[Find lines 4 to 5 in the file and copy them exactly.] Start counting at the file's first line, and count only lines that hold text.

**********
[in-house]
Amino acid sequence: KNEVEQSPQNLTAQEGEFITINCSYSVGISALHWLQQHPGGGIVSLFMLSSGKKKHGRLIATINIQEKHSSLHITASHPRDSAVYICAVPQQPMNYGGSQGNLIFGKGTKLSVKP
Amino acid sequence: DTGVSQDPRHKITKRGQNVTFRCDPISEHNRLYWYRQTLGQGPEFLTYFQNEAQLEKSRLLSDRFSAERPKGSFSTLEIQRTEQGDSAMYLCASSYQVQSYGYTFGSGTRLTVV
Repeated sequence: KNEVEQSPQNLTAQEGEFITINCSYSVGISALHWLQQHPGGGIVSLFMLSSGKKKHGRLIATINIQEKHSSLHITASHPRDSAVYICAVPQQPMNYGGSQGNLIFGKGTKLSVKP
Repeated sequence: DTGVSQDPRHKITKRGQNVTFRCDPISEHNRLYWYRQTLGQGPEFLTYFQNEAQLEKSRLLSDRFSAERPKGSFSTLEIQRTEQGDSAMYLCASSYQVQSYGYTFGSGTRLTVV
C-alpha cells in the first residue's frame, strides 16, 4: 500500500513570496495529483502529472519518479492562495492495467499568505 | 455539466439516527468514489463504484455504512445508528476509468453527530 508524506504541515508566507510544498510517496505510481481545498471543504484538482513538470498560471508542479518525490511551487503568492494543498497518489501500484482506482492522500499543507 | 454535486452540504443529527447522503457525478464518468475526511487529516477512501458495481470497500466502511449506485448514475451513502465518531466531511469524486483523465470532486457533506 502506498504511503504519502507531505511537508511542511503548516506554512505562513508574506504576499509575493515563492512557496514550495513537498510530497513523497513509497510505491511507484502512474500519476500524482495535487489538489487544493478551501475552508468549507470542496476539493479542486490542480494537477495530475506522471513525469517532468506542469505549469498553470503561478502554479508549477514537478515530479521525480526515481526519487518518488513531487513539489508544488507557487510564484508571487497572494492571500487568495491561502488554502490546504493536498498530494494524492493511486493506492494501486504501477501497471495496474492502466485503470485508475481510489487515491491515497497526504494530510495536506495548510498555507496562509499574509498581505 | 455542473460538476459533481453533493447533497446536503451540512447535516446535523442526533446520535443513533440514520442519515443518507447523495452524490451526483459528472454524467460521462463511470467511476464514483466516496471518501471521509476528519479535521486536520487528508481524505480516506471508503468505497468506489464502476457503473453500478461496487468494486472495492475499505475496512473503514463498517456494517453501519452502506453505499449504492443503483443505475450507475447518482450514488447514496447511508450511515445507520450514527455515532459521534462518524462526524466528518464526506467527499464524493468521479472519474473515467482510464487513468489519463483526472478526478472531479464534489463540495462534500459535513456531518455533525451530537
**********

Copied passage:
Repeated sequence: KNEVEQSPQNLTAQEGEFITINCSYSVGISALHWLQQHPGGGIVSLFMLSSGKKKHGRLIATINIQEKHSSLHITASHPRDSAVYICAVPQQPMNYGGSQGNLIFGKGTKLSVKP
Repeated sequence: DTGVSQDPRHKITKRGQNVTFRCDPISEHNRLYWYRQTLGQGPEFLTYFQNEAQLEKSRLLSDRFSAERPKGSFSTLEIQRTEQGDSAMYLCASSYQVQSYGYTFGSGTRLTVV